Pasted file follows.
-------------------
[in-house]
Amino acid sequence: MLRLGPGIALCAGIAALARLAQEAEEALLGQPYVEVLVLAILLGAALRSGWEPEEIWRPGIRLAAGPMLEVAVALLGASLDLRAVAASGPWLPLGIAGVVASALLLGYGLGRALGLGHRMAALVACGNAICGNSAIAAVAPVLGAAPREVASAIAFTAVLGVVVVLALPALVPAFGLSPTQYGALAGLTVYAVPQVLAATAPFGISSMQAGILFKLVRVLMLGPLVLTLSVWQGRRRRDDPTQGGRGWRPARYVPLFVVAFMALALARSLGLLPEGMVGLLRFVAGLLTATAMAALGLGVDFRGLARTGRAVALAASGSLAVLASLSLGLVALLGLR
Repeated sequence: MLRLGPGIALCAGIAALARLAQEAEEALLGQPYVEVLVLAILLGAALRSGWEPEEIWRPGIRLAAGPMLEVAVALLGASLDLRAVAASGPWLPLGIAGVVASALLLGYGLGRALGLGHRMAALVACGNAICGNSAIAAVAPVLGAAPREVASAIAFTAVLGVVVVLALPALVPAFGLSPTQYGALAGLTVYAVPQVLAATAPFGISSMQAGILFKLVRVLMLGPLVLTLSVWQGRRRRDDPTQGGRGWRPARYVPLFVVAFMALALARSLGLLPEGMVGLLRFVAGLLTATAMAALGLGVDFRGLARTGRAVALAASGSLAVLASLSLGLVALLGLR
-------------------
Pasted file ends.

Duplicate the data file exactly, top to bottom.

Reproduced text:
[in-house]
Amino acid sequence: MLRLGPGIALCAGIAALARLAQEAEEALLGQPYVEVLVLAILLGAALRSGWEPEEIWRPGIRLAAGPMLEVAVALLGASLDLRAVAASGPWLPLGIAGVVASALLLGYGLGRALGLGHRMAALVACGNAICGNSAIAAVAPVLGAAPREVASAIAFTAVLGVVVVLALPALVPAFGLSPTQYGALAGLTVYAVPQVLAATAPFGISSMQAGILFKLVRVLMLGPLVLTLSVWQGRRRRDDPTQGGRGWRPARYVPLFVVAFMALALARSLGLLPEGMVGLLRFVAGLLTATAMAALGLGVDFRGLARTGRAVALAASGSLAVLASLSLGLVALLGLR
Repeated sequence: MLRLGPGIALCAGIAALARLAQEAEEALLGQPYVEVLVLAILLGAALRSGWEPEEIWRPGIRLAAGPMLEVAVALLGASLDLRAVAASGPWLPLGIAGVVASALLLGYGLGRALGLGHRMAALVACGNAICGNSAIAAVAPVLGAAPREVASAIAFTAVLGVVVVLALPALVPAFGLSPTQYGALAGLTVYAVPQVLAATAPFGISSMQAGILFKLVRVLMLGPLVLTLSVWQGRRRRDDPTQGGRGWRPARYVPLFVVAFMALALARSLGLLPEGMVGLLRFVAGLLTATAMAALGLGVDFRGLARTGRAVALAASGSLAVLASLSLGLVALLGLR